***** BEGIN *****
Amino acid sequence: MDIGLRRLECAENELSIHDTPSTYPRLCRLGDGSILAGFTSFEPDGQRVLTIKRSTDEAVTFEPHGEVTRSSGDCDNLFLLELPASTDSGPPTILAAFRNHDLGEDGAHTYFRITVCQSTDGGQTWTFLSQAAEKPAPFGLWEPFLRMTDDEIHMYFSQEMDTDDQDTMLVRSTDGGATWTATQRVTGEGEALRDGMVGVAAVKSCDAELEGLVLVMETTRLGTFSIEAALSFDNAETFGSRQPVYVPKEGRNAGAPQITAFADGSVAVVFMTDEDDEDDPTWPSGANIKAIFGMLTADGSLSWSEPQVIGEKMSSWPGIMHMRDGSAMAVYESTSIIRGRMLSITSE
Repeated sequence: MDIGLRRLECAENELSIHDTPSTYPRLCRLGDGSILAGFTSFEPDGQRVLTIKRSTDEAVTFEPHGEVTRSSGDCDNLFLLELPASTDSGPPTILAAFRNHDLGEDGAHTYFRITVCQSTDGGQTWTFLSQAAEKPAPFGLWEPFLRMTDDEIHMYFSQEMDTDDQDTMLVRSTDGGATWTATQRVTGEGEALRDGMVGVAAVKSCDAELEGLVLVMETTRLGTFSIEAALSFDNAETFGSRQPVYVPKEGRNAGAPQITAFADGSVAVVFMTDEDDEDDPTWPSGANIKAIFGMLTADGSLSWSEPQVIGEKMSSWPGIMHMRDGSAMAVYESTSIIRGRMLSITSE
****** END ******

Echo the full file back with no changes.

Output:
Amino acid sequence: MDIGLRRLECAENELSIHDTPSTYPRLCRLGDGSILAGFTSFEPDGQRVLTIKRSTDEAVTFEPHGEVTRSSGDCDNLFLLELPASTDSGPPTILAAFRNHDLGEDGAHTYFRITVCQSTDGGQTWTFLSQAAEKPAPFGLWEPFLRMTDDEIHMYFSQEMDTDDQDTMLVRSTDGGATWTATQRVTGEGEALRDGMVGVAAVKSCDAELEGLVLVMETTRLGTFSIEAALSFDNAETFGSRQPVYVPKEGRNAGAPQITAFADGSVAVVFMTDEDDEDDPTWPSGANIKAIFGMLTADGSLSWSEPQVIGEKMSSWPGIMHMRDGSAMAVYESTSIIRGRMLSITSE
Repeated sequence: MDIGLRRLECAENELSIHDTPSTYPRLCRLGDGSILAGFTSFEPDGQRVLTIKRSTDEAVTFEPHGEVTRSSGDCDNLFLLELPASTDSGPPTILAAFRNHDLGEDGAHTYFRITVCQSTDGGQTWTFLSQAAEKPAPFGLWEPFLRMTDDEIHMYFSQEMDTDDQDTMLVRSTDGGATWTATQRVTGEGEALRDGMVGVAAVKSCDAELEGLVLVMETTRLGTFSIEAALSFDNAETFGSRQPVYVPKEGRNAGAPQITAFADGSVAVVFMTDEDDEDDPTWPSGANIKAIFGMLTADGSLSWSEPQVIGEKMSSWPGIMHMRDGSAMAVYESTSIIRGRMLSITSE